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SH Ultrasound - What?

How is thickness measurement performed?

Thickness measurement is a common NDT application, but usually requires prior calibration to obtain the wave speeds in the sample. This is a problem if the calibration cannot be performed, or if the wave speeds vary due to texture, temperature, or stress.

An automated thickness measurement technique for flat plates has been created, with the majority of the testing being on aluminium and stainless steel plates from 0.5mm thick to 5mm thick. The technique does not require knowledge of the characteristics of the sample, relying on the phase speed measurement of two SH wave modes, and hence is a calibration-less technique.

The technique uses a static emitting EMAT, and a receiving EMAT placed along the propagation direction of the emitting EMAT. The emission frequencies of the SH0 and SH1 mode are obtained, either using something like a chirp, or simply performing a frequency sweep, and after that, the appropriate single frequency (with a large number of cycles in a pulse) is used to generate one of the modes. Data is collected at that position for both SH0 and SH1 modes, and then the receiving EMAT is moved along the propagation direction by a few millimetres, and data collected again. A speed measurement is taken of the SH0 and SH1 modes; this is easy for the SH0 which is dispersionless (the pulse does not change shape as it propagates), and relatively easy for the SH1, since the large phase speed and long pulse of the SH1 mode means that a oscillation peak moves very little in time due to the small positional change.

Once the SH0 and SH1 phase speeds have been obtained, a simple rearrangement of the dispersion equation, inserting these quantities, gives the sample thickness.

 

How are SH waves used to find and quantify defects?

SH waves are being investigated for their use in finding and quantifying defects in a range of different testing conditions.

In thin plates, SH waves behave as guided waves. By using separate emitting and receiving EMATs, a region can be scanned by moving the EMATs as a pair. Through thickness defects are very easy to spot, with reflections from 1mm circular holes being easily detectable. More challenging are short and shallow defects. Work is currently progressing on identifying and quantifying these defects; it is necessary to use more than a single wave mode, due to the difference in sensitivity to defects between the modes. It is certainly not possible to perform these measurements in a transmission mode, as the attenuation of the signal for shorter defects is insufficient, even if they extend through the entire thickness.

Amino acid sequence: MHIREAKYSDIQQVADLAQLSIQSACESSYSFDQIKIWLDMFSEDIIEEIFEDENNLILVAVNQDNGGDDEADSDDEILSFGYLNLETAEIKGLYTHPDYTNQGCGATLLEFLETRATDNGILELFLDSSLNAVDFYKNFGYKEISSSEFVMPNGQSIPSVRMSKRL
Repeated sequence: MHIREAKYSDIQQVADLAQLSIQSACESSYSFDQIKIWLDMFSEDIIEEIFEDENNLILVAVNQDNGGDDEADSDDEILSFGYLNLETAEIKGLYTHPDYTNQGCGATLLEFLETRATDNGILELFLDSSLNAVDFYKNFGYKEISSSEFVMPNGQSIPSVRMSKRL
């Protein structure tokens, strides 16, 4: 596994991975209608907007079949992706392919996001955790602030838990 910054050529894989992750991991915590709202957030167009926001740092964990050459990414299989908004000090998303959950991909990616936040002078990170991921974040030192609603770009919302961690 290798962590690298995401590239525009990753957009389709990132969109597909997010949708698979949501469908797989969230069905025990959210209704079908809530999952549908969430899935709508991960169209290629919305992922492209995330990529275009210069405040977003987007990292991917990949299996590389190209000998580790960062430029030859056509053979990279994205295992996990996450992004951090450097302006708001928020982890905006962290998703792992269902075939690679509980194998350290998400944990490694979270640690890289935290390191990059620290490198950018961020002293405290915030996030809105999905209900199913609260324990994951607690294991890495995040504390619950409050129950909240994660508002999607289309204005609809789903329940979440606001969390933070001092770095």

Waves passing through unobstructed Waves passing through obstructed by a slot

These figures depict a 300kHz wave from a 2cm wide EMAT, without (left) and with (right) a 3mm through thickness slot directly 50mm in front of the EMAT. The region shown is the area 10mm to 60mm after the defect. Very little change can be observed, meaning that detection using transmission would be extremely difficult, and reflection must be used instead.

SH waves are also being used to find defects in welds, with samples under consideration having thickness from 20mm to 600mm. Depending on the separation between the EMATs and the defect, and the thickness of the sample, the wave can either behave as a guided wave or as a bulk wave. At the current time, defects are being found by performing a D-scan along the weld region. Additional signals indicate the presence of a defect. For the thicker samples, the generation frequency is used to aim the ultrasound at the correct position, and in addition, the frequency of the scattered ultrasound gives information on the defect depth.


Can SH waves operate on complicated structures?

SH waves have been found to travel around curved sections of the sample (propagation medium) with only small amounts of reflection, and this has been explored using simulations and experiment. In order to determine the extent of the reflection, FEM simulations were created to model a series of curved sections, with a range of angles and radii of curvature. Taking the peak-to-peak amplitudes for each simulation provided an easy way to compare the reflected signals observed. To understand the results, a simple analytic model was also constructed, in which each section of the curve reflects the same amount. The overall signal received is then a combination of all the contributions from each part of the curve. This simple analytic model does not give the amplitude actually seen, merely the amplitude as a fraction of what would be seen for the zero delay (infinite speed) case, for which all the reflected waves would add coherently.

 

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